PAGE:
|Canon 70D« »||+ +||83/100||4.5/5||4.5/5||5/5||Jul 2013||1,199||-||Canon 70D|
|Canon 5D Mark III« »||+ +||82/100||4.5/5||5/5||4.5/5||Mar 2012||3,499||-||Canon 5D Mark III|
|Canon 1D Mark IV« »||-||89/100||-||5/5||-||Oct 2009||4,999||-||Canon 1D Mark IV|
|Canon 5D Mark II« »||91/100||79/100||4/5||5/5||-||Sep 2008||3,499||-||Canon 5D Mark II|
|Canon 1Ds Mark III« »||-||+ +||4.5/5||-||-||Aug 2007||7,999||-||Canon 1Ds Mark III|
|Canon 1D Mark II N« »||-||-||-||-||-||Aug 2005||3,999||-||Canon 1D Mark II N|
|Canon 1D Mark II« »||-||+ +||-||o||-||Jan 2004||4,499||-||Canon 1D Mark II|
|Canon 1Ds« »||-||+ +||-||-||-||Sep 2002||8,999||-||Canon 1Ds|
|Nikon D7500« »||+ +||86/100||5/5||4.5/5||4.5/5||Apr 2017||1,299||Nikon D7500|
|Nikon D7200« »||+ +||84/100||4.5/5||4/5||4.5/5||Mar 2015||1,199||-||Nikon D7200|
|Nikon D3300« »||+||77/100||4.5/5||4.5/5||4.5/5||Jan 2014||499||-||Nikon D3300|
|Nikon D7000« »||-||80/100||4.5/5||5/5||4.5/5||Sep 2010||1,499||-||Nikon D7000|
|Nikon D3« »||-||+ +||5/5||o||4.5/5||Aug 2007||4,999||-||Nikon D3|
|Nikon D2Xs« »||-||-||-||o||-||Jun 2006||4,699||-||Nikon D2Xs|
|Notes: (+ +) highly recommended; (+) recommended; (o) reviewed; (-) not available.|
The review scores listed above should be treated with care, though. The assessments were made in relation to similar cameras of the same technological generation. Thus, a score needs to be put into the context of the launch date and the launch price of the camera, and rating-comparisons among cameras that span long time periods or concern very differently equipped models make little sense. It should also be noted that some of the review sites have over time altered the way they render their verdicts.
Other camera comparisons
Did this review help to inform your camera decision process? If you would like to see a different side-by-side camera review, just use the search menu below. Alternatively, you can follow any of the listed hyperlinks for comparisons that others found interesting.
- Canon 1D Mark III vs Nikon D7000
- Canon 1D Mark III vs Olympus E-PL8
- Canon 1D Mark III vs Panasonic GX8
- Canon 1D Mark III vs Sony HX99
- Nikon A1000 vs Nikon D7100
- Nikon D7100 vs Nikon L840
- Nikon D7100 vs Olympus E-M1
- Nikon D7100 vs Olympus E-M1X
- Nikon D7100 vs Sony A77 II
- Nikon D7100 vs Sony A99
- Nikon D7100 vs Sony NEX-6
- Nikon D7100 vs Sony RX100
Specifications: Canon 1D Mark III vs Nikon D7100
Below is a side-by-side comparison of the specs of the two cameras to facilitate a quick review of their differences and common features.
|Camera Model||Canon 1D Mark III||Nikon D7100|
|Camera Type||Digital single lens reflex||Digital single lens reflex|
|Camera Lens||Canon EF mount lenses||Nikon F mount lenses|
|Launch Date||February 2007||February 2013|
|Launch Price||USD 4499||USD 1199|
|Sensor Specs||Canon 1D Mark III||Nikon D7100|
|Sensor Format||APS-H Sensor||APS-C Sensor|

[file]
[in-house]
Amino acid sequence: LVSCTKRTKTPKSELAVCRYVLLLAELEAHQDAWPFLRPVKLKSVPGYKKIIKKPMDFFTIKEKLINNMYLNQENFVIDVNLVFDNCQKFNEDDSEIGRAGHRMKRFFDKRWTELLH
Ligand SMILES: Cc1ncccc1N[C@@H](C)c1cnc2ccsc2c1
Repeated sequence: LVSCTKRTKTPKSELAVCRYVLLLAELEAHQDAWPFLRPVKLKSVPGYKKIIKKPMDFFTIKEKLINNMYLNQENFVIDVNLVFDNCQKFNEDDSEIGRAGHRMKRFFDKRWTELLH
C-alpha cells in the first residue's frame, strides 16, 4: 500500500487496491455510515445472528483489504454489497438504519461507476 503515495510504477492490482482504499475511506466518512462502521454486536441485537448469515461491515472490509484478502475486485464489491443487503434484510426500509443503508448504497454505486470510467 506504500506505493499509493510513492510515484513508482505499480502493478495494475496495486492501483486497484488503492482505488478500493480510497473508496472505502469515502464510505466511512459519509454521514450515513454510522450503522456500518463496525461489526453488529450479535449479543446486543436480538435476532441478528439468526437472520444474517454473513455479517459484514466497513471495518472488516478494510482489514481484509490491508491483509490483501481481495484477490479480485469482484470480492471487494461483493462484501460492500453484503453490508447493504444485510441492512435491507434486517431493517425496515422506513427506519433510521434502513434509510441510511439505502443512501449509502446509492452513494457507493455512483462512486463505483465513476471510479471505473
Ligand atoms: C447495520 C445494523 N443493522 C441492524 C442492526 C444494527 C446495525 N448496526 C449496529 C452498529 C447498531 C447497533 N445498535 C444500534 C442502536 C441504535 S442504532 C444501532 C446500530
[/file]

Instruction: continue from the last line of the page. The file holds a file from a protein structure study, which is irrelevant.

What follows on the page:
|Sensor Size||28.1 x 18.7 mm||23.5 x 15.6 mm|
|Sensor Area||525.47 mm2||366.6 mm2|
|Sensor Diagonal||33.8 mm||28.2 mm|
|Sensor Resolution||10.1 Megapixels||24 Megapixels|
|Image Resolution||3888 x 2592 pixels||6000 x 4000 pixels|
|Pixel Pitch||7.21 μm||3.91 μm|
|Pixel Density||1.92 MP/cm2||6.55 MP/cm2|
|Moiré control||Anti-Alias filter||no AA filter|
|Movie Capability||no Video||1080/60p Video|
|ISO Setting||100-3200 ISO||100-6400 ISO|
|ISO Boost||50-6400 ISO||50-25600 ISO|
|Image Processor||DIGIC III||EXPEED 4|
|DXO Sensor Quality (score)||71||83|
|DXO Color Depth (bits)||22.7||24.2|
|DXO Dynamic Range (EV)||11.7||13.7|
|DXO Low Light (ISO)||1078||1256|
|Screen Specs||Canon 1D Mark III||Nikon D7100|
|Viewfinder Type||Optical viewfinder||Optical viewfinder|
|Viewfinder Field of View||100%||100%|
|Top-Level Screen||Control Panel||Control Panel|
|LCD Framing||Live View||Live View|
|Rear LCD Size||3.0 inch||3.2 inch|
|LCD Resolution||230k dots||1229k dots|
|LCD Attachment||Fixed screen||Fixed screen|
|Shooting Specs||Canon 1D Mark III||Nikon D7100|
|Autofocus System||Phase-detect AF||Phase-detect AF|
|Continuous Shooting||10 shutter flaps/s||6 shutter flaps/s|
|Shutter Life Expectancy||300 000 actuations||150 000 actuations|
|Time-Lapse Photography||no Intervalometer||Intervalometer built-in|
|Fill Flash||no On-Board Flash||Build-in Flash|
|Storage Medium||CF or SDHC cards||SDXC cards|
|Second Storage Option||Dual card slots||Dual card slots|
|UHS card support||no||UHS-I|
|Connectivity Specs||Canon 1D Mark III||Nikon D7100|
|Studio Flash||PC Sync socket||no PC Sync|
|USB Connector||USB 2.0||USB 2.0|
|HDMI Port||no HDMI||mini HDMI|
|Microphone Port||no MIC socket||External MIC port|
|Headphone Socket||no Headphone port||Headphone port|
|Wifi Support||no Wifi||no Wifi|
|Body Specs||Canon 1D Mark III||Nikon D7100|
|Environmental Sealing||Weathersealed body||Weathersealed body|
|Battery Life (CIPA)||2200 shots per charge||950 shots per charge|
156 x 157 x 80 mm
(6.1 x 6.2 x 3.1 in)
136 x 107 x 76 mm
(5.4 x 4.2 x 3.0 in)
|Camera Weight||1155 g (40.7 oz)||765 g (27.0 oz)|
Did you notice an error on this page? If so, please get in touch, so that we can correct the information.